This Is How Disaster Logistics Work

This Is How Disaster Logistics Work

It seems like every few months we see a large amount of images on the news of disasters happening all over the world, and we come together in support of those who have been struck by calamity. Disasters hit us when we least expect it and that is why the importance of emergency management is so high. It is often that we hear that the response by agencies is less than great. People always complain over how long it takes responders to reach the areas that need it most and how supplies seem to get lost in transit.

People often wonder what happens to their donations and why it seems that even when the world is all pitching in to help in any way they can, those who need the aid seem to continue suffering. The world of disaster logistics can be quite mysterious to some people since it is something that highly depends on the circumstances and that everyone wants to avoid having to exercise. Weather conditions are fickle and things may take a turn for the worst when you least expected, much of what can be done hinges on properly responding to situations that are never constant and that can continue to change as they develop. That being said, it is a known fact that massive losses of life and unnecessary destruction can be avoided when foresight and strategic planning are added into the mix.

Today in David Kiger’s Blog we want to talk about how disaster logistics work and clear up some of the terms that are associated with this extremely specific and specialized supply chain and its management.

The word “disaster” is usually used to refer to a situation that disrupts the normal functioning of a community and that brings forth a negative impact upon its people. Disasters can be caused by naturally occurring events such as earthquakes, hurricanes, tornadoes, drought or famine; but they can also be the consequence of man-made actions like in the case of terrorist attacks, wars, chemical and nuclear leaks and political or refugee crisis. It is within the nature of a disaster, that it occurs with some degree of surprise and swiftness, something that makes it much more difficult to deal with. In the United States, the official definition of disaster comes from the Stafford Act, a legislation that authorizes the federal government to provide assistance with disasters to different states and local governments; here it is defined as such:

“Any natural catastrophe (including hurricane, tornado, storm, high water, winddriven water, tidal wave, tsunami, earthquake, volcanic eruption, landslide, mudslide, snowstorm or drought), or, regardless of cause, any fire, flood or explosion, in any part of the United States, which in the determination of the President causes damage of sufficient severity and magnitude to warrant major disaster assistance under this Act to supplement the efforts and available resources of States, local governments, and disaster relief organizations, in alleviating the damage, loss, hardship, or suffering caused thereby.”  This means that what determines the disaster has more to do with the availability of resources in a community and their ability to cope with the situation than the name of the condition itself.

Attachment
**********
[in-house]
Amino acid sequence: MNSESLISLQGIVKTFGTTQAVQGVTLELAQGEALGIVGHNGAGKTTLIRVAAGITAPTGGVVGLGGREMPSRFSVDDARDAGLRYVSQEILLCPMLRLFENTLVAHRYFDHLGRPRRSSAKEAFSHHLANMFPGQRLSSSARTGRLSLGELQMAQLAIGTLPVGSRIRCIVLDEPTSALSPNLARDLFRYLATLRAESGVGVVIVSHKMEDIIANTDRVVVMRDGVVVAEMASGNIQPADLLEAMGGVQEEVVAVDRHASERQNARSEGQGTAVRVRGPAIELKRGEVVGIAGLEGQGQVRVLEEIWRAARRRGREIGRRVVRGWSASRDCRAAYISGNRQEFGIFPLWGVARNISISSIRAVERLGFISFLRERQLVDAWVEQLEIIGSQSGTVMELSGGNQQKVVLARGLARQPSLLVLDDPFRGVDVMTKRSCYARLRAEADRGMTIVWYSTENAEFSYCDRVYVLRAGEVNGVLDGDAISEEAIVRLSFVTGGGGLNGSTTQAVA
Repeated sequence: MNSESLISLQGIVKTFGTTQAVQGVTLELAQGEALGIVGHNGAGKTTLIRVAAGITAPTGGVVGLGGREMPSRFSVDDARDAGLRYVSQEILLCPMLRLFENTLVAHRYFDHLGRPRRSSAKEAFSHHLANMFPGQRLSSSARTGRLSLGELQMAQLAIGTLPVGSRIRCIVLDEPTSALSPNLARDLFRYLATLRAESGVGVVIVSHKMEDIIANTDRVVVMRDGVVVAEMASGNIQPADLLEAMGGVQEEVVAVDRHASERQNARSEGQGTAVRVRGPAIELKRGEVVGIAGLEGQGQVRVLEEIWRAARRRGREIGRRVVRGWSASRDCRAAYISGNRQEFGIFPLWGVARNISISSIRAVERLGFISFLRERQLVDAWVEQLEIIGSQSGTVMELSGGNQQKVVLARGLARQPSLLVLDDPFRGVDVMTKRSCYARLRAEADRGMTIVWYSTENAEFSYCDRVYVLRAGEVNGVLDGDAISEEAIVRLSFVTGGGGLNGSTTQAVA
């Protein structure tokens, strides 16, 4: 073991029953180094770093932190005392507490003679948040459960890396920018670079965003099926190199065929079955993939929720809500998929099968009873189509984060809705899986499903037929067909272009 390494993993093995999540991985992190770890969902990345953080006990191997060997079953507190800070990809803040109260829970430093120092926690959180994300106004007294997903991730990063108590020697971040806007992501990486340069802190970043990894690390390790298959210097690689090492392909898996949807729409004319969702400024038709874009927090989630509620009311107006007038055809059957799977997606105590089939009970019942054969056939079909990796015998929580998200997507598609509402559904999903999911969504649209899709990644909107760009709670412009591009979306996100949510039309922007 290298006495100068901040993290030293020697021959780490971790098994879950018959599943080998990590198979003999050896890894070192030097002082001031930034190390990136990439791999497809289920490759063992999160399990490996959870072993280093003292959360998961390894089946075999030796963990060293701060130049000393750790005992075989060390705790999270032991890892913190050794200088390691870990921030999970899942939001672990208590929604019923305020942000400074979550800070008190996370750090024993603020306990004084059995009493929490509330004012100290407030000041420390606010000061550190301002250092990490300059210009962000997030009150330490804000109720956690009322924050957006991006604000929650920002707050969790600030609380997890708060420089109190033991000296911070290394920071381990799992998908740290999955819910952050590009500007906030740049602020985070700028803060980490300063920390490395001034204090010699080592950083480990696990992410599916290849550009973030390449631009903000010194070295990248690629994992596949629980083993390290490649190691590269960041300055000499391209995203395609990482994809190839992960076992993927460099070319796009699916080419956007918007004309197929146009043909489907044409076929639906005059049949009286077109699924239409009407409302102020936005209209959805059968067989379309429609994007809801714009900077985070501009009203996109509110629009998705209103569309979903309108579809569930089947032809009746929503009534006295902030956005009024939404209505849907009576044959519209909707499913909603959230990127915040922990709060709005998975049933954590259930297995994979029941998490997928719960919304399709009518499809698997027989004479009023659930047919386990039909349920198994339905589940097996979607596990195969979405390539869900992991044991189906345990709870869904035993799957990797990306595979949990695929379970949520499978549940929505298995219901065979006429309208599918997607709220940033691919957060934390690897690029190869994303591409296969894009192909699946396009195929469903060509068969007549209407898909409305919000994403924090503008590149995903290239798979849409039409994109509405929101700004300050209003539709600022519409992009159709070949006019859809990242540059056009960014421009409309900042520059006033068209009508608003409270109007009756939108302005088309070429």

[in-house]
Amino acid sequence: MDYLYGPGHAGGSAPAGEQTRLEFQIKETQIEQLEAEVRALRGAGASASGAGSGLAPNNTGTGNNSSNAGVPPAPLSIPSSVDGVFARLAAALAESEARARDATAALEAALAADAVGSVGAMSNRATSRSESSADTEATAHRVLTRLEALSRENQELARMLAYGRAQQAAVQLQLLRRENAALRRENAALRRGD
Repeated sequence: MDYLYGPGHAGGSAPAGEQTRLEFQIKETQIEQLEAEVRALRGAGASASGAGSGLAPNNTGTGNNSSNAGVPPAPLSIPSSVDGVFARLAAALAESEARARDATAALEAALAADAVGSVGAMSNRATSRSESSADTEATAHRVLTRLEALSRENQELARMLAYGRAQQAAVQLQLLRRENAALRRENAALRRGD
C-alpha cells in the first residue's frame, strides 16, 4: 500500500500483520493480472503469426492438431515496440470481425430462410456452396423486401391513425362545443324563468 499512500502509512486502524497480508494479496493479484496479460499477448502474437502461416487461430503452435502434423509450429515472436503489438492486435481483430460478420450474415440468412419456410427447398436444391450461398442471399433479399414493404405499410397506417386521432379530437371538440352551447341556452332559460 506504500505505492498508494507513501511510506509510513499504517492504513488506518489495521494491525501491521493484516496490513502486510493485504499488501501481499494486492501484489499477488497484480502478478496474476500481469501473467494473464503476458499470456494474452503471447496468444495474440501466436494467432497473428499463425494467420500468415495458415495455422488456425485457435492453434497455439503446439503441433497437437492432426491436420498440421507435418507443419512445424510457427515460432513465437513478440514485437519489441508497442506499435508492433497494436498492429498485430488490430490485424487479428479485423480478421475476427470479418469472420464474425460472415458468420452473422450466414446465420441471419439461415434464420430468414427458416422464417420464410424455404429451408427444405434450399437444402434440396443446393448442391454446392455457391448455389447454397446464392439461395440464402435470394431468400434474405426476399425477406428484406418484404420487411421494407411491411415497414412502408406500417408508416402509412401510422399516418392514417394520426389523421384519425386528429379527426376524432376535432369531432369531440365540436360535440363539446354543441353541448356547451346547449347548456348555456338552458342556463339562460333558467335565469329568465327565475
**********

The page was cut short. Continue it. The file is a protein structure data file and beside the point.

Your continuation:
Disaster management or emergency management is the discipline centered in the avoidance of risks and the dealing with such risks as they occur. While disasters are absolutely impossible to avoid, it is possible to prepare to best of your ability in order to respond to disasters when they happen.

As we know with any type of supply chain, preparedness comes as a consequence of a great deal of research and the mapping of plans filled with contingencies and backup possibilities in order to properly react to the unexpected.

Image courtesy of Matthias Zomer at Pexels.com

The related activities that are associated with emergency plans are classified in four phases: preparedness, response, recovery and lastly mitigation. Preparedness, as we know, happens before disaster strikes and it is primarily responsible for analyzing data and making decisions that will somewhat soften the blow of a possible disaster. Sadly preparedness never seems to be enough, since disasters have a tendency to do away with sensibilities and strike without mercy.

Response is crucial to reduce the loss of life and curve the damage that comes from a direct disaster.  The problem with Response is that it affects the supply chain in ways that simply cannot be prevented in most cases, for example when roads are rendered useless and transportation for relief supplies and emergency personnel becomes impossible.

Recovery usually allows for the logistic efforts to become stronger and shine where they were unable to produce results in earlier stages. The road to recovery is long and it usually encompasses many different aspects dealing with the destruction of infrastructure and the relocation of people to their places of residence or temporary shelters for the time being. The cycle goes back around to mitigation, where once again efforts are made to try to stop disasters from happening again, or at least to learn from the mistakes made and be better prepared than before.

* Featured Image courtesy of Pixabay at Pexels.com

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